University of Leicester

File(s) under permanent embargo

Reason: The file associated with this record is under embargo until 12 months after publication, in accordance with the publisher's self-archiving policy. The full text may be available through the publisher links provided above.

Missed opportunities for timely recognition of chronic limb-threatening ischaemia in patients undergoing a major amputation: a population-based cohort study utilising the United Kingdom’s Clinical Practice Research Datalink

Version 3 2020-05-07, 11:14
Version 2 2020-05-07, 11:04
Version 1 2020-05-07, 11:02
journal contribution
posted on 2020-05-07, 11:14 authored by Andrew Nickinson, Briana Coles, Francesco Zaccardi, Laura Gray, Tanya Payne, Matthew Bown, Robert Davies, Kamlesh Khunti, Robert Sayers


Opportunities for timely recognition of chronic limb-threatening ischaemia (CLTI) within primary care, such as performing cardiovascular assessment during clinical consultation, are possibly being missed. This study aims to investigate for potential ‘missed opportunities’ within primary care.


Population-based cohort study, utilising the UK’s Clinical Practice Research Datalink (CPRD). Patients undergoing a major amputation for CLTI between 01/01/2000-31/12/2016 were included. Primary care consultation and patient clinical data within the one-year period prior to amputation were extracted from the CPRD. Dates of last primary care consultation and cardiovascular assessment prior to amputation were evaluated. Timings of latest cardiovascular assessments were stratified into ‘recent’ (7-90 days before amputation) and ‘late’ (>91 days).


3260 patients were included. In the year prior to amputation, patients attended a median of 19 [9-32] primary care consultations, however prescription of secondary preventative medications was poor (antiplatelet=49.7%, lipid lowering agent=40.7%). Overall, 2175 patients (66.7%) attended a primary care consultation 7-30 days before their amputation. However, only 416 (12.8%) underwent a cardiovascular assessment within this period, with 2073 (63.6%) undergoing no assessment within 90 days of their amputation. Of these 2073 patients, 1230 (59.3%) had a primary care consultation 7-30 days before their procedure. Patients undergoing ‘late’ assessment were younger (p=.003), with higher systolic (p=.008) and diastolic (p=.001) blood pressures than those undergoing ‘recent’ assessment. Differences were also observed between timings of assessment by deprivation (p=.003) and ethnicity (p=.006).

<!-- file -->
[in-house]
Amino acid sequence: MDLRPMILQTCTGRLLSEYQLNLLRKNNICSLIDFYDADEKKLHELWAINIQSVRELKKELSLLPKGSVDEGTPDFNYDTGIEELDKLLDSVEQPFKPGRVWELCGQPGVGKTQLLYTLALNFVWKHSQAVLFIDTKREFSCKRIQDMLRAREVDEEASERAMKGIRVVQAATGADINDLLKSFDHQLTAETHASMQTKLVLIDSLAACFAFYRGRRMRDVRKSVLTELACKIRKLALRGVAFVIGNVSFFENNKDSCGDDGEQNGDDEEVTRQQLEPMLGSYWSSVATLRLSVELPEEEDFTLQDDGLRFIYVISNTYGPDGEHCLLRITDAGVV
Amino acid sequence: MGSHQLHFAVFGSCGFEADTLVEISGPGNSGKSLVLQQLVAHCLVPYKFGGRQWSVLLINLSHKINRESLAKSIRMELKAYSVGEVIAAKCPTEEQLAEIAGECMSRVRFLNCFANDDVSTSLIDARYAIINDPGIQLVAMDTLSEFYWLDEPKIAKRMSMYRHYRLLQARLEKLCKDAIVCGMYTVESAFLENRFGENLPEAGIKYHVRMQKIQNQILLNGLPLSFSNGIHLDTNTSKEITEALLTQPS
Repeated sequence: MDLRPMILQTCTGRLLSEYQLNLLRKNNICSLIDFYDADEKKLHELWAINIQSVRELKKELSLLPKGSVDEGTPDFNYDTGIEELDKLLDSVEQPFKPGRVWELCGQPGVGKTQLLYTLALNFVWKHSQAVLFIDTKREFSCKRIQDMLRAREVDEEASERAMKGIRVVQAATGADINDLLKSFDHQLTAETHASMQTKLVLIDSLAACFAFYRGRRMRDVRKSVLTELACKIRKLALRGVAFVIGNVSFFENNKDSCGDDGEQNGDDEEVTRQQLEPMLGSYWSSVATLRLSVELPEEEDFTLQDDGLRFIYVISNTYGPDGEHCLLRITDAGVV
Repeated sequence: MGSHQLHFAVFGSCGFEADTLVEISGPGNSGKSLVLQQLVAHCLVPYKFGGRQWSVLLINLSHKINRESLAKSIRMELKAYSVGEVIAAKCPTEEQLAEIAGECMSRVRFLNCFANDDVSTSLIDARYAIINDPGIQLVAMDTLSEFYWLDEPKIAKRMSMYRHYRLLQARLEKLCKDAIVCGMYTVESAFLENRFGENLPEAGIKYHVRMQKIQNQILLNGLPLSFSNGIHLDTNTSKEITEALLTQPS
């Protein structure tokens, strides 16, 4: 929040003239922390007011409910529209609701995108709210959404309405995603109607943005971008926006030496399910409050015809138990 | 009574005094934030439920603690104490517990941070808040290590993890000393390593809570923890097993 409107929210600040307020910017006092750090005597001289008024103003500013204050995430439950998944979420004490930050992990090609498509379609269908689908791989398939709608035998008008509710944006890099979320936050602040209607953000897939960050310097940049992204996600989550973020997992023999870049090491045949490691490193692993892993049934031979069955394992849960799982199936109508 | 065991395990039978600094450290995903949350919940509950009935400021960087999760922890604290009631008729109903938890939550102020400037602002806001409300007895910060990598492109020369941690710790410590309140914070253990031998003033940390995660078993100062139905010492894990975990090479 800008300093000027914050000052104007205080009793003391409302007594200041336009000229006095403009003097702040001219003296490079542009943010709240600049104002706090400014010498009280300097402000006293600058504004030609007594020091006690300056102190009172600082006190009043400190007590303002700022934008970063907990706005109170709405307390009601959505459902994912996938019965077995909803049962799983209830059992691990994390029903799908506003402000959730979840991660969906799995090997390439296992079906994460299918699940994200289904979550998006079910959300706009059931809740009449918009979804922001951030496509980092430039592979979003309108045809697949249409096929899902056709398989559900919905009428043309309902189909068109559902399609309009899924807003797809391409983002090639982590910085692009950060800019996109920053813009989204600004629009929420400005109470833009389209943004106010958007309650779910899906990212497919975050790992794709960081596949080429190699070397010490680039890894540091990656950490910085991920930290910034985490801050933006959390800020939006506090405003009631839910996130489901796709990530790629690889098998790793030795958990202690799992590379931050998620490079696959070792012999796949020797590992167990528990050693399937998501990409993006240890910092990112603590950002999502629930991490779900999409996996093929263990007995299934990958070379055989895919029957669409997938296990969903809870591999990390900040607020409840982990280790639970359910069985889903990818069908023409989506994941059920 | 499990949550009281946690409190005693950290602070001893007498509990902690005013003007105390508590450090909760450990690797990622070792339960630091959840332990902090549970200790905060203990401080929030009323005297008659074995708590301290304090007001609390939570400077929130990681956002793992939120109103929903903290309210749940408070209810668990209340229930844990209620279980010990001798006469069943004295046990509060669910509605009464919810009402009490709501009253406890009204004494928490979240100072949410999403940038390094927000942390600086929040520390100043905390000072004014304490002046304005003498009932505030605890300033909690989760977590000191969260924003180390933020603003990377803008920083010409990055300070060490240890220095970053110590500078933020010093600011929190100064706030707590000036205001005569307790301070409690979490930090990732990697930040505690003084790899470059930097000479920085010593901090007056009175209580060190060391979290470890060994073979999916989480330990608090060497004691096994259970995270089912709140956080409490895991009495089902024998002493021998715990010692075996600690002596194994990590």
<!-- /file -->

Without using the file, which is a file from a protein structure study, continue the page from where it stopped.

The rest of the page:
Missed opportunities for timely recognition potentially exist and may be related to age, deprivation and ethnicity. Further work is required to investigate these factors, as well as individual amputations to identify the causes precipitating amputation. Greater emphasis on the medical management of peripheral arterial disease and identifying cardiovascular risk factors in patients who may not fit the ‘at risk’ stereotype, are also required.


ATON and TP are funded through the George Davies Charitable Trust (Registered Charity Number 1024818). RDS is part funded through this Trust. BC, FZ and KK acknowledge support from the National Institute for Health Research Collaboration for Leadership in Applied Health Research and Care East Midlands (NIHR CLAHRC-EM) and Leicester Biomedical Research Centre. The funders had no role in the design and conduct of the study, the collection, analysis, and interpretation of the data, or the preparation, review, or approval of the manuscript.



European Journal of Vascular and Endovascular Surgery (2020) In Press


  • AM (Accepted Manuscript)

Published in

European Journal of Vascular and Endovascular Surgery





Acceptance date


Copyright date


Publisher version



Presented as an oral presentation in the ‘PAD’ scientific session at the 33rd ESVS Annual Meeting, Hamburg, Germany, 24th-27th September 2019. Presented as an oral presentation at the Vascular Society of Great Britain and Ireland’s Annual Scientific Meeting (Manchester, United Kingdom, 27th-29th November 2019) and nominated for the Sol Cohen Prize.



Usage metrics

    University of Leicester Publications


    No categories selected


    Ref. manager